Shambling Toward Word Choice

When most writers think of precision in writing, they think of it in terms of correct word choice. While there are plenty of great blog posts and pages about that (titled vs. entitled, imply vs. infer, effect vs. affect), what I'm talking about is precision in word choice when it comes to action and description. Especially in horror novels, using a single, precise word can often do the work of a string of lesser words - it can help set atmosphere, convey emotion and frame of mind, and describe an action, all at the same time. One of my favorites tends to frequent Stephen King's books: the "shamble." Great, chunky, creepy verb - you don't want a demon shambling toward you, cuz that would suck. So much more than if it were merely moving toward you.  

And precision is a blade you can wield to hack through all kinds of writerly tasks, from choosing an exact feeling (is your protag shocked? Or dismayed?) and action (is the thing crying or keening?) to description (does he have skinny hips? Or economical flanks?) precisely nailing atmosphere (is the room quiet? Or does it ring with silence?). In horror, the right word can make all the difference. And since tightening the dread for the reader is the only way to invoke true horror, you want to lean on those "right" words as much as possible. When you crystallize that moment of dawning horror as the killing blade is raised, you spill more than blood when it comes whistling back down - you'll spill the moment all over your reader, who can only blink, horrified, at what's happening - and then turn the page for more.

What about you? Do you have any favorite, muscle-y word choices?


Anonymous | March 16, 2010 at 10:58 AM

Oh, what a great post!!! I REALLY need to work on word choices.

I'm using the following excuse for justification: I used to know words before I went to medical school--now I know abbreviations, LOL!

I'm linking back to this post in this Week's Links on Saturday. ;)

Zoe C. Courtman | March 16, 2010 at 11:18 AM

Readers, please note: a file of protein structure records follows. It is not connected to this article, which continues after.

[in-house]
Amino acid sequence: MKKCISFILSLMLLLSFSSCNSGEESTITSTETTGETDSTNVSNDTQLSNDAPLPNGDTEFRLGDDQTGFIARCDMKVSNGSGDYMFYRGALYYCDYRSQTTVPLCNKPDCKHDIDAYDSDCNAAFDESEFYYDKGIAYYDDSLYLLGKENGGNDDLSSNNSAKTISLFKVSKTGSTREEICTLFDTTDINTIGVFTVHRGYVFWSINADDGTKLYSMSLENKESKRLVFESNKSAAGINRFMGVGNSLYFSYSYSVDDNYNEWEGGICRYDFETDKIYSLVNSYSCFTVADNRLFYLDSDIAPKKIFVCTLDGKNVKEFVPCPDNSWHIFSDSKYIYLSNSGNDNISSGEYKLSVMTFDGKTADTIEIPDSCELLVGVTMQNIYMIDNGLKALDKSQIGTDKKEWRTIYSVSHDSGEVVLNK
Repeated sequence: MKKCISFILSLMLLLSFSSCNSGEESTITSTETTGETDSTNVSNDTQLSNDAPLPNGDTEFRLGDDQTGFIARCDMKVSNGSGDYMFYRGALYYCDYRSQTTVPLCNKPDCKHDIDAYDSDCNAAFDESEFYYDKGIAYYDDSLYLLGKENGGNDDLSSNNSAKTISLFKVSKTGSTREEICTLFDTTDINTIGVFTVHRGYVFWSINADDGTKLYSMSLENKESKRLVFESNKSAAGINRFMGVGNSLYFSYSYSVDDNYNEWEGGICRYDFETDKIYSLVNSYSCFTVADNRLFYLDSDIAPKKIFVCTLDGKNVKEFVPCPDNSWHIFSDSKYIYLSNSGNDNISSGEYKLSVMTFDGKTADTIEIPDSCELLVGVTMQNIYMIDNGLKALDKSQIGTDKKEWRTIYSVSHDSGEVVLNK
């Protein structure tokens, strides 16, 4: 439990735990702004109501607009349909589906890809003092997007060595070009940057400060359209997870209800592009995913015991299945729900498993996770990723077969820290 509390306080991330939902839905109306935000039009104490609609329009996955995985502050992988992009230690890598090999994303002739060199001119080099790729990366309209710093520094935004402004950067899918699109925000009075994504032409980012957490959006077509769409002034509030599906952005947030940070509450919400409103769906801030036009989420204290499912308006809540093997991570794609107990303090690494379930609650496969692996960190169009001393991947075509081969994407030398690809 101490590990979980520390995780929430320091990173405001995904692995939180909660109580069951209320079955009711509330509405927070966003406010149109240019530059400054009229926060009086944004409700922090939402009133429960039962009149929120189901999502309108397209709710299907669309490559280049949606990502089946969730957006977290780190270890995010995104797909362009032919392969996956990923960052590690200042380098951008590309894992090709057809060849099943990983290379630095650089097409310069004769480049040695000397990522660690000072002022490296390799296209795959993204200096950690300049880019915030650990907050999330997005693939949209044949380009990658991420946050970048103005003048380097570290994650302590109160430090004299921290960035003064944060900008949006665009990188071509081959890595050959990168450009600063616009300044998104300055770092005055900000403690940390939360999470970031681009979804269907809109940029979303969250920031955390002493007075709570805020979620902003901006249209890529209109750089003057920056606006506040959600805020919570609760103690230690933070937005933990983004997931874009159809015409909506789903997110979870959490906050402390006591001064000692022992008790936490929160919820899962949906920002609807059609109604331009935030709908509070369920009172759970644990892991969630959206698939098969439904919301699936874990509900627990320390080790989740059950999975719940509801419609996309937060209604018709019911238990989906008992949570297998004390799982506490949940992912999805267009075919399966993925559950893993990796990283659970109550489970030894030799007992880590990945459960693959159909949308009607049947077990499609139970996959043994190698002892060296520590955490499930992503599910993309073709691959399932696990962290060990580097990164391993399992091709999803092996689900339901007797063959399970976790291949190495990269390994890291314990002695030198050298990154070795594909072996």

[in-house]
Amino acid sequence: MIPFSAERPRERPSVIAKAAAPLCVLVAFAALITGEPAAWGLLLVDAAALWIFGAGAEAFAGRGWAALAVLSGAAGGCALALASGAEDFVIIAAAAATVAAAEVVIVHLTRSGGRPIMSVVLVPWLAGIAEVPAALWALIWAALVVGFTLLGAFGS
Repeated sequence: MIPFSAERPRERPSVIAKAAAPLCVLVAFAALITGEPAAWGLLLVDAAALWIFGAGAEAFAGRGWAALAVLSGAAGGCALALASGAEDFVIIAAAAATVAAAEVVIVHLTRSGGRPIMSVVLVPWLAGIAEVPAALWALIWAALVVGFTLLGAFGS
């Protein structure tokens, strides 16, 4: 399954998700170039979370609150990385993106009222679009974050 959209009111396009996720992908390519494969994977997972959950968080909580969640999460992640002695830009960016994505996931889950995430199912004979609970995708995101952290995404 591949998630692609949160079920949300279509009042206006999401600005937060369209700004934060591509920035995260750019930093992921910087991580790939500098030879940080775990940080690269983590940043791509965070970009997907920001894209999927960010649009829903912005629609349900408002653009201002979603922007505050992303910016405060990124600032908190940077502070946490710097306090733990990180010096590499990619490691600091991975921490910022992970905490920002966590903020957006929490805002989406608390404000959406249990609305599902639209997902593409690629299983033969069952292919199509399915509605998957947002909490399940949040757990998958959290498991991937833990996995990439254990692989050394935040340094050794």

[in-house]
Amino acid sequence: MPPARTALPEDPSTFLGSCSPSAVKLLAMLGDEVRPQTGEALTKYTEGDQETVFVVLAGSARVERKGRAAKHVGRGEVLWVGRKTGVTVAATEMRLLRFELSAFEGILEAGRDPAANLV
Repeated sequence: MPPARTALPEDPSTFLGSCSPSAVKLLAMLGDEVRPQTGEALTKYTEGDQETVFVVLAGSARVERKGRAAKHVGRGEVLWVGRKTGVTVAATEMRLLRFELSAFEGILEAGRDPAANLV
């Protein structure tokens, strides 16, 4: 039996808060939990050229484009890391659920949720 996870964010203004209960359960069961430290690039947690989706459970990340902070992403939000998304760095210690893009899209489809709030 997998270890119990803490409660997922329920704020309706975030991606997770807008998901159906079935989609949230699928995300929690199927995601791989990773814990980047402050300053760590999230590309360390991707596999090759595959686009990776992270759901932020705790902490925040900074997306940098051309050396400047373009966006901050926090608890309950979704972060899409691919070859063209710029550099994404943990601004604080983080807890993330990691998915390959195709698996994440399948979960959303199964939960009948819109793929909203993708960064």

Thanks for commenting, Laura. (And one of my posts gets a link back!!! Squee! That's awesome - thank you!) So often I'll sit there and wrack my brain for the right word when I'm trying to invoke horror or capture the exact feeling in a room. It's hard! But I find that constantly striving for the best word, the exact mood, the perfect description makes it easier as you go.

divaluxe | March 16, 2010 at 12:34 PM

I know EXACTLY what you mean, even though I don't write (or read) horror. Unfortunately, I can't think of a single example right now. Other than my recent love for and usage of, "Squee!"

Zoe C. Courtman | March 16, 2010 at 12:37 PM

Hi, Maria! Who doesn't love "squee"? Sometimes, only a good squee will do :) Thanks for reading :)

Lydia Kang | March 16, 2010 at 4:05 PM

Great post. I struggle with this all the time. And also not going overboard and turning it all into purple prose.

Zoe C. Courtman | March 16, 2010 at 4:32 PM

Hey, Lydia. Thanks for the comment! I try not to give in to purple prose either - but it happens. (Thank god for the revision pen, right?) And this is where precision writing comes in handiest: if it's getting too florid, bogged down with too many purple adjectives, stop writing, think about the *exact* thing you want to say, and then find that single, exact word that nails it.

Elana Johnson | March 17, 2010 at 2:30 PM

Great post! I like to use "whisper" all the time. And it's lame, but I don't use it when someone is talking. It works about once, and then it's overkill.

Zoe C. Courtman | March 17, 2010 at 2:51 PM

Oh man, Elana, if you only knew how many things whispered madly in my work. *lol* Always having to go back and hack 'em all out in the end, except for that one that works. But at least it's not "gibbered." I think Lovecraft ruined that one for all of us :)

Post a Comment